World Autism Awareness Day: We’re Equal

world autism awareness dayI’ve shared some of this story before…but it is too good to hide in the archives. Please enjoy a little wisdom from my friend, Jonathan.

A couple of years ago, I spent the day at the offices of Insight for Living to conduct some interviews with members of the Swindoll family for Inclusion Fusion. It was an absolute delight to get to know this group! We enjoyed some splendid discussions about disabilities, sibling relationships, grief and suffering. The highlight of my day, however, was my conversation with then-14-year-old Jonathan, the son of Colleen Swindoll-Thompson and grandson of Chuck and Cynthia Swindoll.

Jonathan was a featured speaker for Inclusion Fusion, and he has much insight and wisdom to share about the Church’s role in soothing broken hearts.

Jonathan has been “labeled” with complicated diagnoses as he has grown up. While these diagnoses help his teachers, therapists and family understand him and his needs, the label that most aptly describes him is “Child of the King.” This is a label he wears proudly, and because of this, he has much to teach.

I have “known” Jonathan for several years, as Colleen and I have been friends and colleagues, sharing our kids’ triumphs and struggles. Until our trip to Dallas, however, I had never actually met him. When he rounded the corner in the Insight offices, I knew right away that this long-anticipated moment had arrived.

“Jonathan!” I said. “I’m so glad to finally meet you. I’m Katie.”

His bespectacled eyes regarded me, and he sized me up.

“We’re equal,” he said solemnly.

I smiled. “We are.” I slipped off my heels and said, “And now we’re even more equal!” He compared his height to mine, smiled and nodded and then off he went to find a spot to read.

We’re equal.

During our day at IFL, we adults talked a lot about God, suffering, prayer and theology. The discussions were enriching, and both stretched and comforted me. However, nothing that was said came close to inspiring me the way Jonathan’s statement did. In two words, he wrapped up 1 Corinthians 12 in a delightfully boyish and joyful package.

We’re equal. All of us…regardless of size or diagnosis or strengths or needs…and we’re all necessary to what God has planned for the Church.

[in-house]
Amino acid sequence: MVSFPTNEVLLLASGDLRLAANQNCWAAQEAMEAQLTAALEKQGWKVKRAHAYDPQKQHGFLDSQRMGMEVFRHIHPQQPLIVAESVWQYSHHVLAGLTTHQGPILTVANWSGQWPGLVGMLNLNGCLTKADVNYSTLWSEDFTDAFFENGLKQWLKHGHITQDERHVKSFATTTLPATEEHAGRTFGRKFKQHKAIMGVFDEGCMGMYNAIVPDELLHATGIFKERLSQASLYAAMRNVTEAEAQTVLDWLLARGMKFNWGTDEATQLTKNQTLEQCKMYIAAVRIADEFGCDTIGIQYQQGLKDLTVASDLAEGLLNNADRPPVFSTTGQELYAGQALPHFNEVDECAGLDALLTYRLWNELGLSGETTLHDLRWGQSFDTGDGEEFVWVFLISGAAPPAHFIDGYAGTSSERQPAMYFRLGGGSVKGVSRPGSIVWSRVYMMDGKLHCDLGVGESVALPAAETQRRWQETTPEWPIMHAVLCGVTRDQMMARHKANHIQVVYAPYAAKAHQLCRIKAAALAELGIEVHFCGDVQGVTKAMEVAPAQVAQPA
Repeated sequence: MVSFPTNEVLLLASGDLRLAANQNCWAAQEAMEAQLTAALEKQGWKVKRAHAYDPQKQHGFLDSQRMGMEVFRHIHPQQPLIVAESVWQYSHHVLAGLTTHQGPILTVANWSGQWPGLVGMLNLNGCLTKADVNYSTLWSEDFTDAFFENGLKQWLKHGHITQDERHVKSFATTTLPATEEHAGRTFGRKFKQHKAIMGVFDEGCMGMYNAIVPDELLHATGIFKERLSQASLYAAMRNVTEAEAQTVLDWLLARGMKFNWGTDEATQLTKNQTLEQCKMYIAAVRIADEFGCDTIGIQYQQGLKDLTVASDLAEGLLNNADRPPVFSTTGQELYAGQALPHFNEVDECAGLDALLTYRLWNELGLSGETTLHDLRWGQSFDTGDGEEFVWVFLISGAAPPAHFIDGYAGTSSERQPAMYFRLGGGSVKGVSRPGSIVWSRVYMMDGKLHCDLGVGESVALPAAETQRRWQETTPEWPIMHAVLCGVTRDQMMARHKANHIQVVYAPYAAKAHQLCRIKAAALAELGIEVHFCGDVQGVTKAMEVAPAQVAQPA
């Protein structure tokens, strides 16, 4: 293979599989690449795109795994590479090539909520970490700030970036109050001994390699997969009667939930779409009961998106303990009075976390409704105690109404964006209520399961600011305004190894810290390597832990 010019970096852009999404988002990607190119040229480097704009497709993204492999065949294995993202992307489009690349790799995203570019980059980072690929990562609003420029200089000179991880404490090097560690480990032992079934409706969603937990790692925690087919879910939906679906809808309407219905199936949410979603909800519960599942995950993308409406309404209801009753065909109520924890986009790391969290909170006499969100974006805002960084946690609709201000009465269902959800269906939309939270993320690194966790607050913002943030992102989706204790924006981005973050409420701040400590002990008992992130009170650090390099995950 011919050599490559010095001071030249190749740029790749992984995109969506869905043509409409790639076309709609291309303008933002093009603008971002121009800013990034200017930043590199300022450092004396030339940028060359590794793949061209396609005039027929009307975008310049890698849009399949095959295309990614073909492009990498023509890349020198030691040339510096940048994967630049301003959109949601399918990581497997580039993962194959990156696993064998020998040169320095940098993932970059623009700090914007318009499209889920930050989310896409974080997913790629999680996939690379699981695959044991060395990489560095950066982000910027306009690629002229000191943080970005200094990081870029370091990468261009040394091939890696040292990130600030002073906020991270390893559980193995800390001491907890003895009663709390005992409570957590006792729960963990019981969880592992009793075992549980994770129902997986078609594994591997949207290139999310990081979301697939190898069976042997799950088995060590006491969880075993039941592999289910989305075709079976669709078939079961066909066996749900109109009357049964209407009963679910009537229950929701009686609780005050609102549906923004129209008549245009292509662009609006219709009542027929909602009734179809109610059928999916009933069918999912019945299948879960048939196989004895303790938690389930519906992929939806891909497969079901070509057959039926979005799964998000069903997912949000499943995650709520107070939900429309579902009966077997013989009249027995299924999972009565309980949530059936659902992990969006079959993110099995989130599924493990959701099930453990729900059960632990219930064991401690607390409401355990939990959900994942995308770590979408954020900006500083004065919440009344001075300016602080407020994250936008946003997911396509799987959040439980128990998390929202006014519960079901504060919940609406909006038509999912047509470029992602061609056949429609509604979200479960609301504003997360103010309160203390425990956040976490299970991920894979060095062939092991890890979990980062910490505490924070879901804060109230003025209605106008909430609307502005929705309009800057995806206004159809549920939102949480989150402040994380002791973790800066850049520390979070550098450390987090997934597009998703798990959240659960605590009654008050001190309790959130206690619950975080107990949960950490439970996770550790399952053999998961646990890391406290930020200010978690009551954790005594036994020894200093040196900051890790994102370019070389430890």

I hope that the truth of Jonathan’s words will press us forward as we focus on awareness and understanding for friends and families affected by autism today….and every day.

Equally yours~


To listen to some of my interviews with the Swindoll family, please visit Steve Grcevich’s blog.

Just Wait…again…

Anniekindergarten 001

According to my blog stats, this post, written just over a year ago, has been making the rounds again via social media. It gives me so much joy to know that it’s a comfort to those in the trenches of new parenthood, as well as a happy reminder to those in other ages-and-stages of parenting of a fleeting and precious time.

I have loved hearing from so many of you as you reflect on your own “just waits.” Some of the comments, from moms and dads who are a stage ahead of me, with now-adult children, gave me great perspective as I travel through these teen years with my own kids.

I’d love to write a new post to share some of these, and I want you to be part of it! Leave a comment here on the blog, or email me with your ideas and thoughts. You will get full credit, of course…or I’ll keep your identity confidential, if you would prefer.

Think of the encouragement we can offer–together–through sharing our “joyful just-waits!”

I’ll be “just waiting” for your responses… 🙂

PS You will notice that “Our Family’s Story” is now password protected…it’s just the “age and stage” we’re in! I am happy to share the password with you, particularly if you are a parent of a child with special needs. Please email me for information.

Someone I Know


Someone I know had an abortion.

She is a loyal friend, a devoted wife, and a mom to some fabulous kids.  I admire her candor and communication skills, and uncanny ability to lead with love.

Someone I know has depression.

She’s honest and insightful…the kind of friend who will help you understand yourself. She’s extremely accomplished…recognized by her peers as an expert. She’s a seeker of justice and an avid reader.

Someone I know is gay.

He’s the sort of friend who would travel miles out of his way if you needed help. He’s creative and wickedly funny. He remembers details about his friends and follows up on their worries. And he loves Jesus.

Someone I know has alcoholism.

She anticipates her friends’ needs and celebrates their accomplishments. She is generous and industrious, with an easy laugh and a flexible, animated disposition.

Someone I know is obese.

He is gifted in his work, and is a leader at church. He’s respected by colleagues and beloved by friends. He’s a dad who adores his children and grandchildren, and a remarkable entrepreneur.

Someone I know has anxiety.

She loves to write, give dinner parties and spend time with her family. She tries hard to help others, and thinks that the very  best place on earth is HOME.
{you know her, too. She is ME.}

And every time someone tells me to “trust God” and “be anxious for nothing,” it makes me feel sad.
Less than.
Not good enough.

But then I remember...I AM good enough. I am a child of the King.

Just like all of the folks I described today…
Folks I love, and who love me, not because I’m worthy, but just because I’m me.

So, please remember, as you enter into the conversations of the day, listening to the  rhetoric, speaking your mind…please remember to speak the truth in love.

Because YOU know someone, too.